Neighborhood Care

Rent Control Rally

CNO has been active in many fronts in partnership with community! We have held space with community and we have rallied with our neighbors around renters rights and more. 



Meetings in the Park


Every Thursday CNO would host space in Corcoran Park for community to gather and connect. Topics would range from race relations in the City of Minneapolis, violence prevention, resource sharing and so much more. CNO has even hosted ZUMBA in the park and movies in the park. We even hosted our 1st annual Stop the Violence Cookout in partnership with T.O.U.C.H Outreach at Peavy Field Park last year serving over 2000 community members with free food, fun and games. 





CNO is also home to our very own Violence Interrupters team who are affectionally knowns as the people in the Orange shirts (T.O.U.C.H Outreach). The service area for our team consist of the Lake Street Corridor as well Corcoran Neighborhood when needed. 

Here is a snippet from an article in the Messenger

The Corcoran Neighborhood Organization is one of seven groups sharing a $1,000,000 pilot grant from the City of Minneapolis’ Office of Violence Prevention. The grant was awarded to neighborhood non-profits across the city to mobilize civilian community patrols as part of improving public safety. It runs through Dec 31, 2021. “Community patrols can provide support for people who are struggling, and direct them toward available resources. By building trust, community patrols are effective at de-escalating violence and stopping its spread,” said Alicia D. Smith, the executive director of the Corcoran Neighborhood Organization (CNO).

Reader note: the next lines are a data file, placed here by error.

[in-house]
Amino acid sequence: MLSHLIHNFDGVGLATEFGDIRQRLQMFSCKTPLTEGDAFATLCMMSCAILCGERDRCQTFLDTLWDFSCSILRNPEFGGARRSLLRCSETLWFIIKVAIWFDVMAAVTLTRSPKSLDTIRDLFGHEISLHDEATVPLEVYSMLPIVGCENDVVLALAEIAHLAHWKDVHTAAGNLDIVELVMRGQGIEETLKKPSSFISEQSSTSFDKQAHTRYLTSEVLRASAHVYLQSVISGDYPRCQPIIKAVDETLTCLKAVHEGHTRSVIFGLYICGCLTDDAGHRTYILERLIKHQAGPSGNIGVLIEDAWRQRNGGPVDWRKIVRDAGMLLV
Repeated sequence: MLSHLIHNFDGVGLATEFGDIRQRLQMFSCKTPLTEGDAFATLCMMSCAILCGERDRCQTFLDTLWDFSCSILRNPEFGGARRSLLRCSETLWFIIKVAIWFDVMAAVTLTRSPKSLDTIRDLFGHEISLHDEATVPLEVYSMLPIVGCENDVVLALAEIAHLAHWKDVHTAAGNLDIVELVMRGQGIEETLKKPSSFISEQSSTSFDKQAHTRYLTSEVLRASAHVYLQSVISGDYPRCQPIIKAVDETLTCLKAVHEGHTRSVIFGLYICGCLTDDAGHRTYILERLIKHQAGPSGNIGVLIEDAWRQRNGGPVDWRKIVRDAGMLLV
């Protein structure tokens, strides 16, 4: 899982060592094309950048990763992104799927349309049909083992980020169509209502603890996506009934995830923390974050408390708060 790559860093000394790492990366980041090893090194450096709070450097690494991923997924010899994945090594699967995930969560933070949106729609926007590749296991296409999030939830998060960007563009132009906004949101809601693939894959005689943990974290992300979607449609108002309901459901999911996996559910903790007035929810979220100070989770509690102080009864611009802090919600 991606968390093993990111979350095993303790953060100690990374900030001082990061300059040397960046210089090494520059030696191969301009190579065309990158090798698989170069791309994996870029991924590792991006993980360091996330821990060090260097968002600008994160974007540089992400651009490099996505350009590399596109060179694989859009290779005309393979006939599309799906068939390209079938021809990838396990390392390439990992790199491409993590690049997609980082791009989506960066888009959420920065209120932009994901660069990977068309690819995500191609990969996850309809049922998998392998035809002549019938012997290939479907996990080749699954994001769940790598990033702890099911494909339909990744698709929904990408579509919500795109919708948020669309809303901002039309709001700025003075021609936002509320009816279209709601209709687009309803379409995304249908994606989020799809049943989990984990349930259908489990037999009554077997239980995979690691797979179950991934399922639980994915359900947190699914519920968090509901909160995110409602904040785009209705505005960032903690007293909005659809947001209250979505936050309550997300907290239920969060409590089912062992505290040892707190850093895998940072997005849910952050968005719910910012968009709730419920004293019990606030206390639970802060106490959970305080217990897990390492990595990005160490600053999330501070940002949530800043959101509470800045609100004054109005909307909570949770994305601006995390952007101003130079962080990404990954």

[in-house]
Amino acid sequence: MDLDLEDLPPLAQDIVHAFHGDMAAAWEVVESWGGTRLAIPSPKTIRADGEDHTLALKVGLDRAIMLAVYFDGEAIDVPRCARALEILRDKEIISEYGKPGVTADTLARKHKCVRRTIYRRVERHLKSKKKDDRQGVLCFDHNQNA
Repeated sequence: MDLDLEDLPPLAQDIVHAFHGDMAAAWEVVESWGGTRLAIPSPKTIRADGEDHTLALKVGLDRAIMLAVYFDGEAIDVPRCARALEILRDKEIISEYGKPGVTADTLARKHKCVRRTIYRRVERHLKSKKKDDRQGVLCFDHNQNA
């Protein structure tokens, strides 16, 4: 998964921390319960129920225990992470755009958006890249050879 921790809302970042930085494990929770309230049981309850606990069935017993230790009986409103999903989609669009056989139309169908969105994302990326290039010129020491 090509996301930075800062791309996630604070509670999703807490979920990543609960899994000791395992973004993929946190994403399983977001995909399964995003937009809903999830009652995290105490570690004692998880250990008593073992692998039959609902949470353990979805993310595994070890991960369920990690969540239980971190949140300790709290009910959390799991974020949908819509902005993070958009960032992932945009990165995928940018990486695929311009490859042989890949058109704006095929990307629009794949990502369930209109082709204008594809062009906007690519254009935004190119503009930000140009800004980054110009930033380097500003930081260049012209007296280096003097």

CNO and T.O.U.C.H. Outreach
CNO is partnering with T.O.U.C.H Outreach to provide a community patrol along Lake Street six nights/week from 5:30-11 p.m. Smith said, “The full team of 20-25 meets in the west Aldi parking lot each night. They break into smaller groups and travel up and down Lake Street by train, bus, and on foot talking with community members and business owners. An engaged community typically has fewer problems than one that isn’t engaged. We are providing an alternative presence to law enforcement on the streets: we are community protecting community.”